AGP Video Card photo

Introduction to Linux Graphics drivers: DRM

Linux support for graphics cards are very important for desktop and mobile users: they want to run games, composite their applications and have a nice and modern user experience.

AGP Video Card photo

So it’s usual that all the eyes are on this area when you want to optimize your embedded device’s user experience… but how the graphics drivers communicate with user-space applications?

Víctor Jáquez, from Igalia, wrote a very nice introduction to this topic. If you are interest on Linux graphics stack in general, you have this post wrote by Jasper St. Pierre.

Direct Rendering Infraestructure schema
Direct Rendering Infraestructure schema (by Víctor Jáquez)

The Direct Rendering Infrastructure (DRI) in Linux is like is shown at the above picture. Using Xorg as an X server example, we see that it is in charge of X11 drawing commands along with Mesa or Gallium3D as the OpenGL software implementation for rendering three-dimensional graphics.

How they communicate with the actual HW? One possibility is using libdrm as a backend to talk with the Direct Rendering Manager at Linux kernel. DRM is divided in two in-kernel drivers: a generic drm driver and another which has specific support for the video hardware.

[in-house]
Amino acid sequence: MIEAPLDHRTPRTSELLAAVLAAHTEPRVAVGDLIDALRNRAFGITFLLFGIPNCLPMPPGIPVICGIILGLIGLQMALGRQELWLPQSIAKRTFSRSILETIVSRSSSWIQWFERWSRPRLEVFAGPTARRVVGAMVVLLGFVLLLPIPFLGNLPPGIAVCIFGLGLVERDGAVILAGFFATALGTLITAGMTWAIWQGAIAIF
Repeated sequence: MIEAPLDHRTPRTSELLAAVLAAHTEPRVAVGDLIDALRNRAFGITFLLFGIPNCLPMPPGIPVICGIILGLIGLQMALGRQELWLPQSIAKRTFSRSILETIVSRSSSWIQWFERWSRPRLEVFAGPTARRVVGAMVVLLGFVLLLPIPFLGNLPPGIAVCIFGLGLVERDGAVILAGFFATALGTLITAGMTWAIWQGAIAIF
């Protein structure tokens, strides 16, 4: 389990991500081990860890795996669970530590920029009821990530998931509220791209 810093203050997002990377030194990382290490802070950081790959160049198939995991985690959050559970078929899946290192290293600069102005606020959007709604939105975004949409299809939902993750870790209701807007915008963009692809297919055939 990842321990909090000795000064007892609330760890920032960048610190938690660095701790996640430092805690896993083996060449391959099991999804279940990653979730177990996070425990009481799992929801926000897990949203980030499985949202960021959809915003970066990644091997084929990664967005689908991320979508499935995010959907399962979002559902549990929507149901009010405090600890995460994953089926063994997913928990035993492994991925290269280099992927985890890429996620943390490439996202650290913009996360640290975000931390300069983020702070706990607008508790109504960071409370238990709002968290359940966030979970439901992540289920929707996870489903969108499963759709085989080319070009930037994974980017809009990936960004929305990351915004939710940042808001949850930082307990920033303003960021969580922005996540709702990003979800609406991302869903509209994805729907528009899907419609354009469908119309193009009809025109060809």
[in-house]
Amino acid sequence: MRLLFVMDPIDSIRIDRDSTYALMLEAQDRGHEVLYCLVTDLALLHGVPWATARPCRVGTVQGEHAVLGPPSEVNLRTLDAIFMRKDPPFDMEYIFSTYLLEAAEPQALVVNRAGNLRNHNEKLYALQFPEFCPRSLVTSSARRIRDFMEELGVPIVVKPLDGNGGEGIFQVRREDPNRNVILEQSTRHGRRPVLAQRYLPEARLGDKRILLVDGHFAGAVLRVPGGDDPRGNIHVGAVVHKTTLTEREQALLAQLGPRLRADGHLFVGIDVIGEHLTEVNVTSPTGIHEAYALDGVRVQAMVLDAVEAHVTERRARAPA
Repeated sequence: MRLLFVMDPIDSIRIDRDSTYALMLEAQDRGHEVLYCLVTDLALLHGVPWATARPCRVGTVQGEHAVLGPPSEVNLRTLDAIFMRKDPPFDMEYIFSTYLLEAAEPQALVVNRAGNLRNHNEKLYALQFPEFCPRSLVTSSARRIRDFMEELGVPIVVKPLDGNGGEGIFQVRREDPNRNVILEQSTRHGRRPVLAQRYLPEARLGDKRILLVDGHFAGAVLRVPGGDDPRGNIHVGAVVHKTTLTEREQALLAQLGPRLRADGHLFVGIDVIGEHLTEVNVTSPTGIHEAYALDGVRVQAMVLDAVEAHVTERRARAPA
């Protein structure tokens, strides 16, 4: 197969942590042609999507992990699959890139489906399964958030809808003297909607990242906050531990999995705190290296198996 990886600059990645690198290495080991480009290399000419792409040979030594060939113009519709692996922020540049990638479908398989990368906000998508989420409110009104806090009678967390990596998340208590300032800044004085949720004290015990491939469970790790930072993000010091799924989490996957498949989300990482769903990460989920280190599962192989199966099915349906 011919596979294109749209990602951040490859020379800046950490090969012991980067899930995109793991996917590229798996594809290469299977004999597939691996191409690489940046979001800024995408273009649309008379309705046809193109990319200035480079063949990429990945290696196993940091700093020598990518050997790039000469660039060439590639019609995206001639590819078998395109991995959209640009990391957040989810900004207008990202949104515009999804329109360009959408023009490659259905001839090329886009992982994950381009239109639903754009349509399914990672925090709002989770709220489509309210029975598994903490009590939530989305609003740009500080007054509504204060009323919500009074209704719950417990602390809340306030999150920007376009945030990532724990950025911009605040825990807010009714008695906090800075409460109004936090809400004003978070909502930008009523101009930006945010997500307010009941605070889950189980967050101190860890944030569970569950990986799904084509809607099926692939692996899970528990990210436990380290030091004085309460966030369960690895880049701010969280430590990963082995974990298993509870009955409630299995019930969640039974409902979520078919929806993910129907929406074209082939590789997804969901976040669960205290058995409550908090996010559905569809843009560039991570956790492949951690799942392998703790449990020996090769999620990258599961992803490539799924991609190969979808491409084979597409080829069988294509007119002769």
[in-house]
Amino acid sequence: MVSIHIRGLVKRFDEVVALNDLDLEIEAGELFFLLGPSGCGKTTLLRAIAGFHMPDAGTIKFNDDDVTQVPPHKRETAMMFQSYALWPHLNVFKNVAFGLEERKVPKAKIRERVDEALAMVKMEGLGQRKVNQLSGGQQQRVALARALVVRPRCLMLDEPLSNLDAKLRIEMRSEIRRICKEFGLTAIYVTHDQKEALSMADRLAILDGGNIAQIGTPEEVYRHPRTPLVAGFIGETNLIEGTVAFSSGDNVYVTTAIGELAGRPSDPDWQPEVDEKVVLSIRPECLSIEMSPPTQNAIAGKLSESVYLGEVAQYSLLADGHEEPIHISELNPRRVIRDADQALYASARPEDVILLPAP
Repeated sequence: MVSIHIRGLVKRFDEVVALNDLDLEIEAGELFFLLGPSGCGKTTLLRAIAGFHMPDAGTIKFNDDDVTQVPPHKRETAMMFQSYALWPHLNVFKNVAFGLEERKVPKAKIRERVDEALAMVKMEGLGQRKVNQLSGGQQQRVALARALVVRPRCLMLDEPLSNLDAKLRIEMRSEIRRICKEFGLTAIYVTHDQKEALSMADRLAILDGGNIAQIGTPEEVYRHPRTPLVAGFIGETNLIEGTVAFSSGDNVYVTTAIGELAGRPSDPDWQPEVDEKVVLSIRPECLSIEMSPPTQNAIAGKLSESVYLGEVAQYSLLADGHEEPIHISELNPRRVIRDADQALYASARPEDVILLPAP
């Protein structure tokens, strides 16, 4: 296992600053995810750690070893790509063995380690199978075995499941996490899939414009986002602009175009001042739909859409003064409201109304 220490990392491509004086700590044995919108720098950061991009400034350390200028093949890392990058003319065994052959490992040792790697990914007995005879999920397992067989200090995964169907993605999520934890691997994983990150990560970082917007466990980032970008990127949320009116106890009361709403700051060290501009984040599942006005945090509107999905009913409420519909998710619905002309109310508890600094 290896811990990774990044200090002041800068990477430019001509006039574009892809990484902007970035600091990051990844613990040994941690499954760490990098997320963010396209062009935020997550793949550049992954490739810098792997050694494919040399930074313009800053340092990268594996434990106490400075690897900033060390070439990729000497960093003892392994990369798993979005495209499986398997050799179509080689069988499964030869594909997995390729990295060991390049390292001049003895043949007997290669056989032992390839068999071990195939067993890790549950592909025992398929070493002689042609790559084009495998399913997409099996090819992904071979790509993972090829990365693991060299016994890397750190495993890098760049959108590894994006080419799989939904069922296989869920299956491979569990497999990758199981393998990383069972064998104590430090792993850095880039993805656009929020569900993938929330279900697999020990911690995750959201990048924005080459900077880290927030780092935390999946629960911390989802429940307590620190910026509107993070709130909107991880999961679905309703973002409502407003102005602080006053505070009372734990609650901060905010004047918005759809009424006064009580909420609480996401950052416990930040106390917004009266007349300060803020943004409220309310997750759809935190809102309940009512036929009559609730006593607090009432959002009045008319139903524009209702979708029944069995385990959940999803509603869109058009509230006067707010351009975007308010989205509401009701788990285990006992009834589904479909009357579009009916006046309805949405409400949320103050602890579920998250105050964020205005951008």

There is a Xorg driver running in user-space who receives the data to be passed to the HW. Using Nouveau as an example, the xf86-video-nouveau is the DDX (Device Dependent X) component inside of X stack.

It communicates with the in-kernel driver using ioctl. Some of them are generic for all the drivers and they are defined in the generic drm driver. Inside of drivers/gpu/drm/drm_drv.c file you have the relationship between the ioctl number, its corresponding function and its capabilities.

However, the specific driver for the video hardware can define its own ioctls in a similar way. For example, here you have the corresponding ones for the Nouveau driver (drivers/gpu/drm/nouveau/nouveau_drm.c file).

As you can see, most of these ioctls can be grouped by functionality:

  • Get information from the drm generic driver: stats, version number, capabilities, etc.
  • Get/set parameters: gamma values, planes, color pattern, etc.
  • Buffer’s management: ask for new buffer, destroy, push buffer, etc.
  • Memory management: GEM, setup MMIO, etc.
  • Framebuffer management.
  • In case of Nouveau: channel allocation (for context switching).

Basically, the xorg user-space driver may prepare a buffer of commands to be executed on the GPU and pass it through a ioctl call. Sometimes, it just want to use the framebuffer to draw on the screen directly. Others, it uses KMS capabilities to change parameters of the screen: video mode, resolution, gamma correction, etc.

There are more things that DRM can do inside of the kernel. It can setup the color pattern used to draw pixels on the screen, it can select which encoder is going to be used and on which connector (LVDS, D-Sub, HDMI, etc), pick EDID information from the monitor, manage vblank IRQ…

At Igalia we have a long background working in Linux multimedia stack (GStreamer, WebGL, OpenCL, drivers, etc). If you need help to develop, optimize or just you want advice, please don’t hesitate to contact us.